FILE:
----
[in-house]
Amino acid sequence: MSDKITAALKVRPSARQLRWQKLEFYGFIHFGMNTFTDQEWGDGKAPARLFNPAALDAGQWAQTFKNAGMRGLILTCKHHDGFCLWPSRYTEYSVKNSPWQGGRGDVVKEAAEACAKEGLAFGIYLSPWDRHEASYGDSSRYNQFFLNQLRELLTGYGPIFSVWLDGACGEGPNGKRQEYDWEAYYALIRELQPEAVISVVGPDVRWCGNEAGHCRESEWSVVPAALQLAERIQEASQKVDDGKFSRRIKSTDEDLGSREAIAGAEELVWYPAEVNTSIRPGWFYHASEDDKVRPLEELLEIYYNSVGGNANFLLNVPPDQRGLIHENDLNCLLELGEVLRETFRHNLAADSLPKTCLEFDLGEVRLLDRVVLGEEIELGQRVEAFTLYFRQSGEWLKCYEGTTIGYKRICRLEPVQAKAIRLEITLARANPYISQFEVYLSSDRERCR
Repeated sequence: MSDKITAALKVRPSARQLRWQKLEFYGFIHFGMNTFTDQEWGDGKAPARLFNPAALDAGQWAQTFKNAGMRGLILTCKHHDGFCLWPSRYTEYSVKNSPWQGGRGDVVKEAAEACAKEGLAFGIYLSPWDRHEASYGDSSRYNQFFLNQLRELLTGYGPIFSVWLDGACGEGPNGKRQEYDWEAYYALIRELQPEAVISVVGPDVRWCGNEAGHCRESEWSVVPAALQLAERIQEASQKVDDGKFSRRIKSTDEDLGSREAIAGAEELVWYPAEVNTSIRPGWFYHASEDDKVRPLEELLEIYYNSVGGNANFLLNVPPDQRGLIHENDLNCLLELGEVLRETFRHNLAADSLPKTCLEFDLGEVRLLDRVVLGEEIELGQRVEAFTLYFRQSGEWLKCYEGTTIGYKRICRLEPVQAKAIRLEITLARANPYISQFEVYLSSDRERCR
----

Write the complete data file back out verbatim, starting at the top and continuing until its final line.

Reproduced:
[in-house]
Amino acid sequence: MSDKITAALKVRPSARQLRWQKLEFYGFIHFGMNTFTDQEWGDGKAPARLFNPAALDAGQWAQTFKNAGMRGLILTCKHHDGFCLWPSRYTEYSVKNSPWQGGRGDVVKEAAEACAKEGLAFGIYLSPWDRHEASYGDSSRYNQFFLNQLRELLTGYGPIFSVWLDGACGEGPNGKRQEYDWEAYYALIRELQPEAVISVVGPDVRWCGNEAGHCRESEWSVVPAALQLAERIQEASQKVDDGKFSRRIKSTDEDLGSREAIAGAEELVWYPAEVNTSIRPGWFYHASEDDKVRPLEELLEIYYNSVGGNANFLLNVPPDQRGLIHENDLNCLLELGEVLRETFRHNLAADSLPKTCLEFDLGEVRLLDRVVLGEEIELGQRVEAFTLYFRQSGEWLKCYEGTTIGYKRICRLEPVQAKAIRLEITLARANPYISQFEVYLSSDRERCR
Repeated sequence: MSDKITAALKVRPSARQLRWQKLEFYGFIHFGMNTFTDQEWGDGKAPARLFNPAALDAGQWAQTFKNAGMRGLILTCKHHDGFCLWPSRYTEYSVKNSPWQGGRGDVVKEAAEACAKEGLAFGIYLSPWDRHEASYGDSSRYNQFFLNQLRELLTGYGPIFSVWLDGACGEGPNGKRQEYDWEAYYALIRELQPEAVISVVGPDVRWCGNEAGHCRESEWSVVPAALQLAERIQEASQKVDDGKFSRRIKSTDEDLGSREAIAGAEELVWYPAEVNTSIRPGWFYHASEDDKVRPLEELLEIYYNSVGGNANFLLNVPPDQRGLIHENDLNCLLELGEVLRETFRHNLAADSLPKTCLEFDLGEVRLLDRVVLGEEIELGQRVEAFTLYFRQSGEWLKCYEGTTIGYKRICRLEPVQAKAIRLEITLARANPYISQFEVYLSSDRERCR